Thursday, April 24, 2014

A note to the pregnant mom with the screaming tykes

Hi there! I didn’t get a chance to talk to you the other day when you and your kids plopped down in a restaurant booth next to mine. More's the pity.

Maybe you noticed my wife Liz and me. Or maybe not. You seemed preoccupied. But we noticed you. Actually, it was your kids who first caught our attention. I’m guessing the boy is about three and the girl is about two years older than that?

Anyway, they’re very cute! And they have such healthy lungs! Why, when they screamed in frustration or glee or exhaustion or whatever emotion it was that struck their adorable little hearts every few minutes, I’m sure folks could hear them in every corner of the restaurant! I certainly could, seeing as they were sitting only a couple of feet behind me! There was no ignoring your pint-sized angels, that’s for sure!

We did notice that you made absolutely no effort to get them to pipe down even a wee bit, which seemed, I don’t know, a bit odd. That’s why I turned around and looked right at you during one particularly loud bout of shrieking. I was hoping to catch your eye and perhaps suggest that you slip back into mommy mode. You know, just for a second or two. Nothing too taxing.


But you didn’t notice. I could see that you were mesmerized by your phone. Perhaps you were updating your Facebook status, or grappling with some other equally pressing emergency.

The restaurant was still very busy after the three of you finally left. But with everyone speaking in a normal tone of voice and no young'uns howling and screeching at regular intervals, we might as well have been in a church! Ah, the exuberance of children! They’re so irrepressible, aren’t they? And fortunately for all of us, you have another one on the way!

Anyway, here’s wishing you the best, especially when your free spirits hit puberty. Don’t be too hard on yourself at that point, though, okay? After all, teenagers are supposed to be loud, boorish and ill-mannered, right? No doubt they’ll grow out of it, have kids of their own, and raise them as carefully as you did your own brats. Oops! Slip of the tongue there! Sorry! I mean, your little darlings.

Editorial cartoonists: keeping the legacy of Thomas Nast alive

by Dave Granlund

Wednesday, April 23, 2014

A few thoughts from Gabriel García Márquez


Cal Fussman, who writes the “What I’ve Learned” column for Esquire, has pulled together a wonderful collection of quotes from Nobel laureate Gabriel García Márquez, the Colombian writer who died on April 17. What follows are my favorites from the list, which you can read in its entirety here. 

Fiction was invented the day Jonah arrived home and told his wife that he was three days late because he had been swallowed by a whale.

The day shit is worth money, poor people will be born without an asshole.

A person does not belong to a place until there is someone dead under the ground.

I don't believe in God, but I'm afraid of Him.

Justice limps along, but gets there all the same.

Crazy people are not crazy if one accepts their reasoning.

How strange women are.

Literature was the best plaything that had ever been invented to make fun of people.

The secret of a good old age is simply an honorable pact with solitude.

Be calm. God awaits you at the door.

Editorial cartoonists: keeping the legacy of Thomas Nast alive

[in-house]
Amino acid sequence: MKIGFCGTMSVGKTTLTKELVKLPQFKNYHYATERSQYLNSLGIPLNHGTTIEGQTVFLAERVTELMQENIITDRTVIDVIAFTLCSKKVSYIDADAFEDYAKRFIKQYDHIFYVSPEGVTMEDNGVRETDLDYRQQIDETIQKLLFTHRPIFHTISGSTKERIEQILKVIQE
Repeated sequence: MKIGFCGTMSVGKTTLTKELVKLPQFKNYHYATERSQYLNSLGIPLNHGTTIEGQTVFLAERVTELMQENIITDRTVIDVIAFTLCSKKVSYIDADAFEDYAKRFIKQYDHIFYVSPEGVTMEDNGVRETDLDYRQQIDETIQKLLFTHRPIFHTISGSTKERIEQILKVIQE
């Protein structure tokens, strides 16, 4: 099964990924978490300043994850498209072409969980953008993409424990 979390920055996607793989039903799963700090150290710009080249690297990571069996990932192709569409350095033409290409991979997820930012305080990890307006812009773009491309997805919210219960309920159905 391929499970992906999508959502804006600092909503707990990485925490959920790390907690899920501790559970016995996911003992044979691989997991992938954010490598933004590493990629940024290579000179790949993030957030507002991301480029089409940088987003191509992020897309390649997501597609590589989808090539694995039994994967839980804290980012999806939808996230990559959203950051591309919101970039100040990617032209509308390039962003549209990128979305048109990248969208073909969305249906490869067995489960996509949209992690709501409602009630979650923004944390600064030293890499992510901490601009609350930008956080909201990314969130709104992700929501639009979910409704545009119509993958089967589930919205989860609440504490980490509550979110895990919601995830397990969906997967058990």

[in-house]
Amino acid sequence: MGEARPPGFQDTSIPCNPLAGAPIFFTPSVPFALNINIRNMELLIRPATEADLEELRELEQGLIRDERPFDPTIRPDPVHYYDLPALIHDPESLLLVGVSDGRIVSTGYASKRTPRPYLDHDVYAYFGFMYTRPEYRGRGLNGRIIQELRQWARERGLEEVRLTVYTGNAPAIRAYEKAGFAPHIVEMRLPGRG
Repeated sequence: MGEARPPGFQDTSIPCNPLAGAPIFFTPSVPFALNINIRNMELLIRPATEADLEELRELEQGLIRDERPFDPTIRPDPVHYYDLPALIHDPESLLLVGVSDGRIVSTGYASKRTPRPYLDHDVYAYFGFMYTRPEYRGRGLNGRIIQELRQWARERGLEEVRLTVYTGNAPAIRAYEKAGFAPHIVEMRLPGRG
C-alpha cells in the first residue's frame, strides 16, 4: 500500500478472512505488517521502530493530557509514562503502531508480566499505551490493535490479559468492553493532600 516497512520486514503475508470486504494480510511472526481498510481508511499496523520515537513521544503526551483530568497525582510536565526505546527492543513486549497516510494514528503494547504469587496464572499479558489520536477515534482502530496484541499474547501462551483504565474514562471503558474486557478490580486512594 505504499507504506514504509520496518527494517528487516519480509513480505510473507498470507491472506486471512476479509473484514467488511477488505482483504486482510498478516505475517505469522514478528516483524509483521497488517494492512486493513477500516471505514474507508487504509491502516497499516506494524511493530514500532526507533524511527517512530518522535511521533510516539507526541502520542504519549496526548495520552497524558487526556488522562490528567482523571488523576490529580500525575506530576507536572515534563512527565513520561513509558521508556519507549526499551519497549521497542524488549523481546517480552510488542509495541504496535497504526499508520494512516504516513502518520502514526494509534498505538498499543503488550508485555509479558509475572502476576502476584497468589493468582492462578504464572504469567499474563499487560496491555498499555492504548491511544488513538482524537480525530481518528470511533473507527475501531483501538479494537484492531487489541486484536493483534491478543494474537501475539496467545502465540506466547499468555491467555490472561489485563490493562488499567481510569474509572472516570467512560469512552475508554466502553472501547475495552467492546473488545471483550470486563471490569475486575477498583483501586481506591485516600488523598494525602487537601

by Nick Anderson

Tuesday, April 22, 2014

Earth Day greetings from Pogo Possum

Here's an Earth Day cartoon by the late Walt Kelly, creator of the long-gone but still-beloved comic strip Pogo. Kelly first used the line "we have met the enemy and he is us" on Earth Day in 1970, according to www.igopogo.com. He revived it in a two-panel cartoon in 1971, and again in 1972, as the title of a collection of Pogo strips.

Nowadays, Pogo's preoccupation with litter seems almost quaint in the face of climate change, oil spills and nuclear disasters. And yet, more than four decades after its debut, this cartoon still delivers a powerful condemnation of environmental degradation.

Kelly's message paraphrases the report that Oliver Hazard Perry sent to Maj. Gen. William Henry Harrison on Sept. 10, 1813, after Perry's fleet defeated a British fleet on Lake Erie during the War of 1812: "Dear Gen'l: We have met the enemy, and they are ours, two ships, two brigs, one  schooner and one sloop. Yours with great respect and esteem. H. Perry."

 

Editorial cartoonists: keeping the legacy of Thomas Nast alive

by Pat Oliphant

American Civil War: 150 years ago today on April 22, 1864


The Civil War, 1861-1865
April 22, 1864



The first U.S. coins with the inscription "In God We Trust" are minted, per an act of Congress.


Information from the Civil War Almanac, by John C. Fredriksen (Checkmark Books) 
Illustration: detail from the Robert Gould Shaw Memorial in Boston honoring the 54th Massachusetts Volunteer Infantry Regiment 

Monday, April 21, 2014

"Listen, my children, and you shall hear . . . ."

 Stand Your Ground, by Don Troiani

Today is Patriots' Day, which probably doesn't mean much to you unless you live in Massachusetts or Maine (where it is a state holiday) or you're running in the Boston Marathon. But as a New Englander, it means a lot to me. Always has, in fact. Some 30 years ago, my soon-to-be wife, Liz, and I got up long before dawn on Patriots' Day and hit the road, bound for Lexington, Mass. We were headed to the annual reenactment of the battle that occurred there on April 19, 1775, after Paul Revere and other riders had warned that British troops were on the march. (No, Michele Bachmann, this did not happen in New Hampshire. Sorry to disappoint you.) History buff that I am, I had volunteered to cover the event for The Providence Journal, which I was working for at the time.

It was a raw, damp morning. We were none too comfortable standing near Lexington Green, waiting with perhaps 200 other brave souls for the British regulars to march into view. A line of latter-day minutemen stood nervously on the green as the redcoats approached. The reenactor who portrayed British Major John Pitcairn, his voice filled with anger, shouted at the colonials, "Disperse, ye rebels! Disperse!" Moments later, a shot rang out from some unknown quarter. And the rest, as they say, is history.

The Midnight Ride of Paul Revere, by Grant Wood

Maine native Henry Wadsworth Longfellow is credited with immortalizing Paul Revere in Paul Revere's Ride, which he wrote after visiting the Old North Church in Boston. As the Maine Historical Society points out on its web site, "the basic premise of Longfellow's poem is historically accurate, but Paul Revere's role is exaggerated. The most glaring inconsistencies between the poem and the historical record are that Revere was not the only rider that night, nor did he make it all the way to Concord, but was captured and then let go (without his horse) in Lexington, where he had stopped to warn Samuel Adams and John Hancock of the impending attack."

Paul Revere's Ride, by Henry Wadsworth Longfellow

Listen, my children, and you shall hear
Of the midnight ride of Paul Revere,
On the eighteenth of April, in Seventy-five;
Hardly a man is now alive
Who remembers that famous day and year.